January days are short and often grey and cold but it’s the start of a new year and time to plan your garden.
On fine dry days there is plenty to be done in the garden to prepare for the growing season. Tidying your borders, winter pruning and improving the soil by adding plenty of organic matter will get you off to a great start for the year.
When it is too wet or too cold to venture outside January is the perfect month for a spot of seed sowing and armchair planning. Why not have a go at growing some fruit and vegetables or grow your own flowers for cutting. For convenience it’s best to order your seeds online… there are some Seeds to Sow in January if you are itching to get started like me!
UK Weather in January
January is one of the coldest months here in the UK. With daytime temperatures falling to around 6°C – 8°C in the south and barely reaching 2°C – 4°C in Scotland it most definitely feels chilly!
We can expect deep depressions crossing the Atlantic Ocean which will bring lots of cloud with rain and gale force winds mainly to the North and West of the UK. Heavy rain is likely to fall on 7 days in the North and West and just one or two days in the South and East.
Over northern hills snow is likely to fall for 10 -14 days each January. In the South and South East it’s likely that snow and sleet will fall just a couple of times this month. During quiet settled spells clear skies mean that ground frost can be a regular feature of January mornings. Ground frost is usually quick to thaw leaving bright blue sky and crisp fresh air for us to enjoy.
January in the Garden.
January is great for planting bare root trees and shrubs, biennials and perennials as long as the ground is not frozen or waterlogged. Bare root plants are available to buy now in plant nurseries and good garden centres. If the ground is easy to work your new plants will have a couple of months to establish a good root system before they burst into full leaf and flower in spring.
Winter pruning. Now is the time to prune trees, shrubs, fruit trees and climbers. Remove any dead, diseased or damaged wood then prune to shape or to encourage fruit production. Prune Wisteria to two or three buds from the main stem. Prune deciduous hedges and shrubs and take hardwood cuttings from the prunings.
Clear any remaining fallen leaves from borders. I’m making sure I’m removing wet leaves from the crowns of herbaceous perennials and clumps of bulbs. Plants need light and air… a thick mulch of wet leaves may kill them.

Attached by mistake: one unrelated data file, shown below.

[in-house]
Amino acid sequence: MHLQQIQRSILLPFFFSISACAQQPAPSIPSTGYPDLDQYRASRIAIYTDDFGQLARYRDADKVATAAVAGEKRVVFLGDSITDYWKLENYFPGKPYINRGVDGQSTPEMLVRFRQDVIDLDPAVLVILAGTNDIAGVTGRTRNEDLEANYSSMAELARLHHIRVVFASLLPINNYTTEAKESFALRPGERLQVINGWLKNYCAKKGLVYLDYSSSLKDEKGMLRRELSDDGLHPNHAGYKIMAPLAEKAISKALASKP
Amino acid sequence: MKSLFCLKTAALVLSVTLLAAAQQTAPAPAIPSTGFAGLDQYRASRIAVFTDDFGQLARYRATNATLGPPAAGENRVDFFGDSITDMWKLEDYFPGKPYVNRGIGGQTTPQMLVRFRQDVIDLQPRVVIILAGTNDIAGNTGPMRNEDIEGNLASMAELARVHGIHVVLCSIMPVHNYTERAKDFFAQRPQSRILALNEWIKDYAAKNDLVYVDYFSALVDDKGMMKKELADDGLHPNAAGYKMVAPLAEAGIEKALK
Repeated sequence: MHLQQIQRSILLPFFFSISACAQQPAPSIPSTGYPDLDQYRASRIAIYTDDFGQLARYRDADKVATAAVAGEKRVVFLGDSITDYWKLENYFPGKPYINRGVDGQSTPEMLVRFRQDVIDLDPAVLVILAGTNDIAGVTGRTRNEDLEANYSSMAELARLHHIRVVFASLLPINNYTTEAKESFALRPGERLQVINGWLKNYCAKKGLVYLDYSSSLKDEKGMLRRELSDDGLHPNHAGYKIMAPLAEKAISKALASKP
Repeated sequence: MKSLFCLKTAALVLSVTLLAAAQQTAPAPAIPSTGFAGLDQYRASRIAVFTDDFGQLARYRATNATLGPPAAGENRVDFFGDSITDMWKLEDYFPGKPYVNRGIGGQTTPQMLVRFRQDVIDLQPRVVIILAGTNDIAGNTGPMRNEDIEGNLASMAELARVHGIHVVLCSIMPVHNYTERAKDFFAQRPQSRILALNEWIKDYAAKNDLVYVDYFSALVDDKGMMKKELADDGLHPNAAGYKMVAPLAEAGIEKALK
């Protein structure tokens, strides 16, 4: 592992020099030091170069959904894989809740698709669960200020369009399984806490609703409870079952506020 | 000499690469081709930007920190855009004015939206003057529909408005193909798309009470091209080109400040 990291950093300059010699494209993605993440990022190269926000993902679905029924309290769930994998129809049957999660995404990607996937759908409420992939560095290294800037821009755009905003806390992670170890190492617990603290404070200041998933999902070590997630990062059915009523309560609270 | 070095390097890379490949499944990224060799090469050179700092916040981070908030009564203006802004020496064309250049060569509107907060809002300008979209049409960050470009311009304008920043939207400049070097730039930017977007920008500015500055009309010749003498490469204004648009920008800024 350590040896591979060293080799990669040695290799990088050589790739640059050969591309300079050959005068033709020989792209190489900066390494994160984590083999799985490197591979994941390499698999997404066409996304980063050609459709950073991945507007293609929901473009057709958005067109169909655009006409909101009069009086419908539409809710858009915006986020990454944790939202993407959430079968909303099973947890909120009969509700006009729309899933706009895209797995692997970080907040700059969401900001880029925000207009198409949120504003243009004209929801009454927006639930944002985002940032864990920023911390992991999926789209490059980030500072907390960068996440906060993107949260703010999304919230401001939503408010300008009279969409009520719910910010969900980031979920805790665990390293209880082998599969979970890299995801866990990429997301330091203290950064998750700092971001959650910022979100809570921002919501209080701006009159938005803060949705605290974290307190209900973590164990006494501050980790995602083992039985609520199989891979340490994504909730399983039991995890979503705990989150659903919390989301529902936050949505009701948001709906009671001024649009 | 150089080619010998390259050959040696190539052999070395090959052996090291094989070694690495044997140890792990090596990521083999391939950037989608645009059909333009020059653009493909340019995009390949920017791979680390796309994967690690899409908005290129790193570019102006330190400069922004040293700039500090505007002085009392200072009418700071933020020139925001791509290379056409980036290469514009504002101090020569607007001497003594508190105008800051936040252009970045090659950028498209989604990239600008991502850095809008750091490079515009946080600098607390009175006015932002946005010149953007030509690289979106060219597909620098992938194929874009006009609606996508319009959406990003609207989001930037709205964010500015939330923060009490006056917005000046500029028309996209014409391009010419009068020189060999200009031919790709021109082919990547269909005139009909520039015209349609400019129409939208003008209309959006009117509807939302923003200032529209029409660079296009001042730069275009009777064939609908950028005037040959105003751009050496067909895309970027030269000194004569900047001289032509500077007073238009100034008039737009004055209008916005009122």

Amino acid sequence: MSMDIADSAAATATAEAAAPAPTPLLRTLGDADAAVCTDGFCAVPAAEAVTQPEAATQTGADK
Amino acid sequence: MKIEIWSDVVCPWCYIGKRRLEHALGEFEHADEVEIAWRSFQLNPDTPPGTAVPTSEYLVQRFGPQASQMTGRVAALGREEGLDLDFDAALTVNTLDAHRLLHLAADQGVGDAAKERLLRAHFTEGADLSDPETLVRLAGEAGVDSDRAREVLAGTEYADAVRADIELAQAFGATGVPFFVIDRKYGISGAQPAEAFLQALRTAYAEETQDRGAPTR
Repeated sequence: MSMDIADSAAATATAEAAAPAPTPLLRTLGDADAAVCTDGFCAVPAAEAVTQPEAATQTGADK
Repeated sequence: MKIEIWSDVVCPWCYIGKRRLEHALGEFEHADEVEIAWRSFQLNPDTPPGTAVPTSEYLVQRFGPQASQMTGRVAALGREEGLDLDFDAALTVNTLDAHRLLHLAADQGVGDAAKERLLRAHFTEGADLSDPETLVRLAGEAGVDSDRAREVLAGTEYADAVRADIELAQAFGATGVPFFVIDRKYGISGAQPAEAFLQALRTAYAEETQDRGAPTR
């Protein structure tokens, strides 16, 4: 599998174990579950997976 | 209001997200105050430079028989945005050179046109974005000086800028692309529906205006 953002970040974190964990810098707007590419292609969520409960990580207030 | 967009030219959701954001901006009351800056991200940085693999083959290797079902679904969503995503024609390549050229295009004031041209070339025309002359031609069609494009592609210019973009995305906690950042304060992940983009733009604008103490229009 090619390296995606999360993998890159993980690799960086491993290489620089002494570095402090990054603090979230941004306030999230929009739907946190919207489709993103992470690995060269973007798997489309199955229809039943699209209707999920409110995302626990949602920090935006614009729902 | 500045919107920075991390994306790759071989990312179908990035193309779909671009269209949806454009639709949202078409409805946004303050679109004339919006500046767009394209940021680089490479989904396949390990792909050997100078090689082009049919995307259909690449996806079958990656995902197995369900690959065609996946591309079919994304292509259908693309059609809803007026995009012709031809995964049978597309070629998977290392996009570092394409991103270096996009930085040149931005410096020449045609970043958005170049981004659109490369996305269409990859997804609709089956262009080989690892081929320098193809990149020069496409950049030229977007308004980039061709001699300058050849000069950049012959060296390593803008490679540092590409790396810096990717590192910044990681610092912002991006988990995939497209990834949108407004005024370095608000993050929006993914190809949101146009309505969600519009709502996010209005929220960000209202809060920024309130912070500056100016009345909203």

Dig well rotted manure into your beds to improve the soil. Nearby stables will probably be very happy to let you take away some of their manure free of charge. They often have it bagged up ready for immediate removal. If you can’t find a local supply you can buy it from topsoil and compost suppliers and they will deliver.
Plant bare root roses, shrubs, trees and deciduous bare root hedges. Bare root plants are only available in the dormant season (October -March) so there’s 3 months left to buy and plant them. They are much less expensive than plants raised in pots and even better for a weary gardener… much easier to plant!
Lift and Divide overgrown clumps of perennials. If you are running out of space in your borders you can plant them in large patio pots. I’m potting up some of my large Hostas this month to add a bit of height to my spring border and others such as Alchemilla can look beautiful in pots.
Plant Rhubarb Buy new plants or if you have an established clump you can divide it and replant.
In the Greenhouse:
Sow early vegetables under cover.
Most vegetable seeds need 13C to germinate. Now is the time to sow Tomatoes, Lettuce, Broad Beans, Salad Onions, Spinach, Peas, Onions, Carrots, Turnip, Cauliflower and Summer Cabbage.
Sow hardy annual flowers under cover. Hardy plants like SWEET PEAS can be sown in January for early flowering this year. I’ll save half the seeds to sow again in spring so flowers will be produced for months longer. Half Hardy Annuals such as Cobaea and Cleome can also to be sown this month indoors.
Outside… Warm the soil ready for planting your early veg and flowers.
Build raised beds or cover prepared vegetable and flower beds with plastic or cloches.
When the weather is too bad to be outdoors, a spot of armchair gardening is lovely.
Now is a great time to order your flower, herb and vegetable seeds so you can be sure you’ll get your favourites.
- Feed your garden birds and provide fresh water daily if possible.
- Count your garden birds. It’s the BIG GARDEN BIRDWATCH on Saturday 26th to Monday 28th January 2019. Can you spare one hour to join in and help by counting your garden birds?